Providing excellent customer service and building customer loyalty go hand in hand. If you want to build customer loyalty, you need to first optimize the customer experience. By resolving problems efficiently and effectively, you establish rapport and build trust with your customers, keeping them coming back to your business.
To learn more about building customer loyalty, we spoke with customer service expert Shep Hyken about industry best practices.
Read an excerpt from the interview below or click here to download the full interview.
InsightSquared: At the beginning of a relationship with a customer, what should service teams do to start building customer loyalty right off the bat?
Shep Hyken: In addition to doing all of the normal managing of touch points and making sure that each interaction you have is a positive interaction, customer service teams can focus on the concept of customer success. This means not just helping the customer get what they want right now, but helping them so that in the future, they may learn something that would avoid them having to call and get a support call. Customer success is proactive customer service.
One negative experience could ruin an otherwise flawless relationship.
If you can incorporate the two of them into the same interaction, then you’re helping to ensure success. Some companies today are actually – in their marketing materials – showing a video like, “Look how easy this is to use our product.” It serves as a marketing piece because it does show how easy it is, but it also teaches the customer how to use the product before they even buy the product. And then when they get the product, if they can’t figure it out, they go back to the video that helped make them want to buy the product. So it’s really cool – it’s a service concept, it’s a marketing concept, and it’s a success concept all rolled into one.
Regarding first and last impressions – Does one matter more than another for building customer loyalty? Or are they both equally important?
Well, they’re both part of the journey map, and I think they’re equally important – start strong, end strong. Why start off weak? Why set the tone for anything less than a positive interaction? That first impression sets the tone for whatever is to follow, so don’t start off negative.
How can customer service managers justify the costs and effort it takes to provide excellent customer service?
Just the other day, I heard a CMO at a big online retail company say, “Our loyal customers are worth three times more than our regular, average customers.” It went over almost everybody’s head till it was brought up later on.
Now, you’ve got to define what “loyalty” means. In a restaurant, loyalty means coming back on a semi-regular basis, whether it be once a week or once every couple of weeks. I consider that to be loyalty, opposed to going to that particular restaurant every time they need something to eat – that’s just not reasonable. But take another business for example. If every time I need a particular product, I don’t go anywhere else besides the one company that always gives me the best service, good pricing, good value, etc., that’s loyalty.
Everybody has to define loyalty differently. But if you can determine what a loyal customer is worth versus what a satisfied customer is worth, then there will be a lot more effort towards building customer loyalty.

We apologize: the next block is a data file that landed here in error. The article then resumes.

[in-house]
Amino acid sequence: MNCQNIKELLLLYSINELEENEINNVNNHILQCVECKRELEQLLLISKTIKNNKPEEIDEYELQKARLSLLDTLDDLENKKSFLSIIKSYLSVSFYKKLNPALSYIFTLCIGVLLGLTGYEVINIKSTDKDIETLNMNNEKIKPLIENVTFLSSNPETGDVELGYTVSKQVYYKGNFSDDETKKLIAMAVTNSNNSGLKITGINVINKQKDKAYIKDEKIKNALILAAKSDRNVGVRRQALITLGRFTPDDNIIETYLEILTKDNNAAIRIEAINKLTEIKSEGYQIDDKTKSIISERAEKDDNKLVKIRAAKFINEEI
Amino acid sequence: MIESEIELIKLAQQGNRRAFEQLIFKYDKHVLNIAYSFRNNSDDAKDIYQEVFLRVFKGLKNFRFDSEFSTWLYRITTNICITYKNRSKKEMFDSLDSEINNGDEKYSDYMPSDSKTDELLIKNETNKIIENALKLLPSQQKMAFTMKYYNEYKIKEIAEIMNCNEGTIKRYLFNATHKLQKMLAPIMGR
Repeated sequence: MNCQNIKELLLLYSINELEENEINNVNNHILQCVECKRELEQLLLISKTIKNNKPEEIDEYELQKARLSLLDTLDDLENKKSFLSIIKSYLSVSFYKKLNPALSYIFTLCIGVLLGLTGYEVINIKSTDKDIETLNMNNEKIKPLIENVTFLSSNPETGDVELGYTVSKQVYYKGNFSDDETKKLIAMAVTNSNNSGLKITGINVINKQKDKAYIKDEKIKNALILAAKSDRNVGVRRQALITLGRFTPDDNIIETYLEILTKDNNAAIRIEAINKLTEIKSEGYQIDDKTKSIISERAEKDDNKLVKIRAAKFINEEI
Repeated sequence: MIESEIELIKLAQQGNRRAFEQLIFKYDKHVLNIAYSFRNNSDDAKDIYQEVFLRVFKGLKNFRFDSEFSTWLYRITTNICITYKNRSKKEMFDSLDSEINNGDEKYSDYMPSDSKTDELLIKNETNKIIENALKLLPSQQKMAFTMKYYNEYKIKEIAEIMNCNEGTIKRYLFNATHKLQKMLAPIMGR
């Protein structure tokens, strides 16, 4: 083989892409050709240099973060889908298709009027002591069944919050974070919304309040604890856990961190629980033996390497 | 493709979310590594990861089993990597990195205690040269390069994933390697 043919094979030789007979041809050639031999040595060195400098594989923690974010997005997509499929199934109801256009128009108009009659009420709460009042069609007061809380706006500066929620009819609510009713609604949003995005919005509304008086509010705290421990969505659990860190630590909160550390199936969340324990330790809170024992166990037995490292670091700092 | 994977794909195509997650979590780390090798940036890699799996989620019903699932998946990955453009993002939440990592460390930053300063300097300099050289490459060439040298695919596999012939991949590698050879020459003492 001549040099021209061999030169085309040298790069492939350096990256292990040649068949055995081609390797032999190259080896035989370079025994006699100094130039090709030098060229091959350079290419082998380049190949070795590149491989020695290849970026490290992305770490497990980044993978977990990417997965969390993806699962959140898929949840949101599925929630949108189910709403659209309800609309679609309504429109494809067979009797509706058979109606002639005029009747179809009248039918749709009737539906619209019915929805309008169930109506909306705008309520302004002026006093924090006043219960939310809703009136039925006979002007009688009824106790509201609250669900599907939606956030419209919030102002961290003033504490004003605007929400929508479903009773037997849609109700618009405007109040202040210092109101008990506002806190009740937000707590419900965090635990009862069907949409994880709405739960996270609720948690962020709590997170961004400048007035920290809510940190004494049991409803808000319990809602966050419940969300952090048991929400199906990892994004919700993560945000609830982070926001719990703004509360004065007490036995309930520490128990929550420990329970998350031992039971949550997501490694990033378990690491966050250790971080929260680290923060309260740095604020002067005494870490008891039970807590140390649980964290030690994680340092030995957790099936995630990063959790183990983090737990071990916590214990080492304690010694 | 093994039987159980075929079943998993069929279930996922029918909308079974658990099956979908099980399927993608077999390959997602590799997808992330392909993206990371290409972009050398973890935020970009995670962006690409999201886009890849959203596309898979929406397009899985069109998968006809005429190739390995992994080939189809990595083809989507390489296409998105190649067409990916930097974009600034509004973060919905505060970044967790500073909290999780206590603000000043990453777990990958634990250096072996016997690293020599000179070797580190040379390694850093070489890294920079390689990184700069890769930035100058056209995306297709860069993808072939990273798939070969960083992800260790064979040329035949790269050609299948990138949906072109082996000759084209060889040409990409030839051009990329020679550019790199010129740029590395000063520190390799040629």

Everybody has to define loyalty differently.
What’s the key to building customer loyalty?
Consistency and predictability. Let’s assume that the product that you sell does what it’s supposed to do and the people that deliver it and the level of service they give, is a good service, as soon as it’s become predictable and it’s consistent and it’s just a little above average, and again, it’s got to be a little above average all the time, then you have the chance at creating loyalty.
What are the killers of customer loyalty?
Lack of training and attitudes. A leader has to define what customer service is in the company. And if they don’t do an effective job of clearly defining it, the employees won’t know what it is that they’re supposed to do.
The recognition for the service that they deliver is very important. You’ve got to make sure that they’re recognized.
When a manager basically says, “Do what I say, not what I do,” they’re incongruent. They’re mean and they verbally abuse their employees and then they tell them to go out and be nice, then that’s extreme. But can you imagine? That’s done. Where a manager sits there and tells somebody they’re doing the lousiest job in the world, now go out and be nice. I think those are killers.
You want to create an engaged workforce that feels fulfilled and exploits each employee for whatever unique talent they have. If they’re really good at something and you can give somebody that as part of their job, they’ll perform better.
You want to create an engaged workforce that feels fulfilled and exploits each employee for whatever unique talent they have.
We know for a fact, based on research from many different organizations and companies, that if somebody is really good at something and they’re just allowed to do 10% of it in their job, they’re far more fulfilled than if they’re doing a job that doesn’t exploit their unique talents. So get them fulfilled, exploit them for their unique talents and motivate them to be excited about what’s coming up for the company.
Want more insights from Shep? Download our full interview here: The Keys to Customer Service Excellence with Shep Hyken.